Rep. King's unAmerican Hearings

Published in the Gainesville Sun, Tallahassee Democrat. Other newspapers around the state are also likely to publish this.

Ahmed, Romberg and Schlakman: Rep. King's unAmerican hearings
Published: Tuesday, March 8, 2011 at 1:46 p.m.

Before assuming the chairmanship of the House Homeland Security Committee in January, U.S. Rep. Peter King (R-NY) announced his intention to hold congressional hearings on "the radicalization" of the Muslim community. The hearings begin on Capitol Hill this week.

According to a recent poll, while a majority of Americans support King's hearings, a larger majority says the hearings should focus upon extremism generally rather than upon the American Muslim community exclusively.

Some have observed that leveraging Congress this way is, "akin to racial profiling...that would unfairly cast suspicion on an entire group," and that these hearings offend America's proud tradition of religious pluralism and inclusion.
Others say this harkens back to congressional hearings in the 1950s that afforded Senator Joseph McCarthy a platform to exploit the public's fears by brandishing lists of alleged communists in what he characterized as his patriotic quest to ferret out unAmerican activities, with little regard for civil rights and civil liberties.

King contends, "When I meet with law enforcement, they are constantly telling me how little cooperation they get from Muslim leaders." But law enforcement professionals may not be called to testify. Perhaps he is unwilling to subject his underlying premise to their scrutiny in open proceedings.

King also asserts that, "Over 80 percent of the mosques in this country are controlled by radical imams," but Pew survey data indicates Muslims are "decidedly American in their outlook, values and attitudes" and that Muslims in America are "largely assimilated, happy with their lives, and moderate."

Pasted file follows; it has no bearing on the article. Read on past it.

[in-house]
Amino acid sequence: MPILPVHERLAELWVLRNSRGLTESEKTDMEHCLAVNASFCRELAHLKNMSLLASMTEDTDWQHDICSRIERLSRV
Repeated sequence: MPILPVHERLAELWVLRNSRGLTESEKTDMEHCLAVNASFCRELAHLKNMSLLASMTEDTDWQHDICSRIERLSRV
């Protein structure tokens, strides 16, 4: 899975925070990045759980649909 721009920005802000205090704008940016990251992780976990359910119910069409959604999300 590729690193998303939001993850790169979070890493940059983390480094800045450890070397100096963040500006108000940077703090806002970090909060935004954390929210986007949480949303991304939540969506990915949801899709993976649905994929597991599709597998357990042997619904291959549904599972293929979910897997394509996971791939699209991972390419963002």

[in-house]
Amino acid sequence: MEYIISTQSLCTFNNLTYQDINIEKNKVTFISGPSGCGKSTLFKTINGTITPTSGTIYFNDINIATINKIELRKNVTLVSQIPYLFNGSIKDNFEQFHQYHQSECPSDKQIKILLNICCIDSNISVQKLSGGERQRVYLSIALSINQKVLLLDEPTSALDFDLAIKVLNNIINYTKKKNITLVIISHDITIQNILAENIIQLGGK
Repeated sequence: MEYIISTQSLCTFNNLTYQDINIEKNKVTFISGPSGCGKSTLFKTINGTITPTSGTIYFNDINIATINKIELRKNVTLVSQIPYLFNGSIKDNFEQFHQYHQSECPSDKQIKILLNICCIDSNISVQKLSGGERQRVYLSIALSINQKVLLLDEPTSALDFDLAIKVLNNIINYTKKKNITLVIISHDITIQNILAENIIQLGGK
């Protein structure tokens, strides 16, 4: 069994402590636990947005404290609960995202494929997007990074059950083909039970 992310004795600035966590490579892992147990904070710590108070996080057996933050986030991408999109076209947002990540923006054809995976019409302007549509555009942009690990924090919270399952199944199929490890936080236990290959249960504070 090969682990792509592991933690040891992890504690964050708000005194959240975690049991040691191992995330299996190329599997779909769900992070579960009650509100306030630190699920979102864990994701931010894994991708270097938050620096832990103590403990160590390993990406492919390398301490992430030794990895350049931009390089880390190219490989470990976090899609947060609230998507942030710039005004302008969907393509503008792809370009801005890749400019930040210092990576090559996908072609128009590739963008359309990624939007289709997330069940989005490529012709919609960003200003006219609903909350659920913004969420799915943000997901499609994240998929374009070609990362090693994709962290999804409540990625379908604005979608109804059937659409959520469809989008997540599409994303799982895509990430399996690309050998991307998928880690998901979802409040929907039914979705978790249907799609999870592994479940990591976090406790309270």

Moreover, a two-year study by Duke's Sanford School of Public Policy and the University of North Carolina concluded that American mosques actually deter the spread of extremism by building youth programs, sponsoring antiviolence forums and scrutinizing the curriculum being taught.

It was a Muslim street vendor who thwarted the Times Square bomber, and Muslims in Irvine, California, concerned about the conduct of a fellow Muslim and his apparent efforts to incite violence reported him to the police, only to learn that he was an FBI informant. The so-called underwear bomber was reported to authorities by his father, who worried that his son posed a threat, and placed the safety of others over his own paternal instincts.

Such examples of intervention prompted U.S. Rep. Keith Ellison (D-MN), the first Muslim elected to serve in the U.S. Congress, to note "about a third of all foiled al-Qaida-related plots in the U.S. relied on support or information provided by members of the Muslim community."

Can the Muslim community in America do more? Certainly, but this is not a one-way street. It will take more than congressional hearings to encourage American Muslims to be more proactive. Government officials must place additional emphasis upon developing relationships that build trust and confidence.

U.S. Attorney General Eric Holder tasked America's U.S. Attorneys to prioritize this kind of engagement. Pamela Marsh, U.S. Attorney for the Northern District of Florida, has taken a number of constructive steps toward this end. Secretary Janet Napolitano has established similar priorities for the Department of Homeland Security. So have others. However, many members of Congress haven’t even visited their local Islamic centers.

These issues are not limited to the federal government. State and local officials also have important roles to play.

The irony is that King's congressional hearings conceivably could result in more significant repercussions than Pastor Terry Jones' rather bizarre "International Burn A (Quran) Day," the fringe group event that was to take place at Dove World Church in Gainesville, FL, on September 11 last year, or his "International Judge the (Quran) Day" that is slated for March 20th.

While Pastor Jones' actions test the limits of free speech in America, King's congressional inquiry runs the risk of stigmatizing an entire community and carries the imprimatur of the U.S. government and misses a significant opportunity to explore meaningful and appropriate policy options to deter all forms of extremism by focusing exclusively on American Muslims.

The vast majority are presumably outraged when extremists commit heinous acts of terror in the name of Islam, and increasingly vulnerable to backlash in the aftermath.

Parvez Ahmed, is a Fulbright Scholar (2009-10) and associate professor at the University of North Florida and a frequent writer the American Muslim experience. Rabbi Jack Romberg leads Temple Israel (a Reform congregation in Tallahassee) and is a commentator on a range of social justice issues. Mark Schlakman is a lawyer and serves as senior program director at The Florida State University Center of Advancement of Human Rights.

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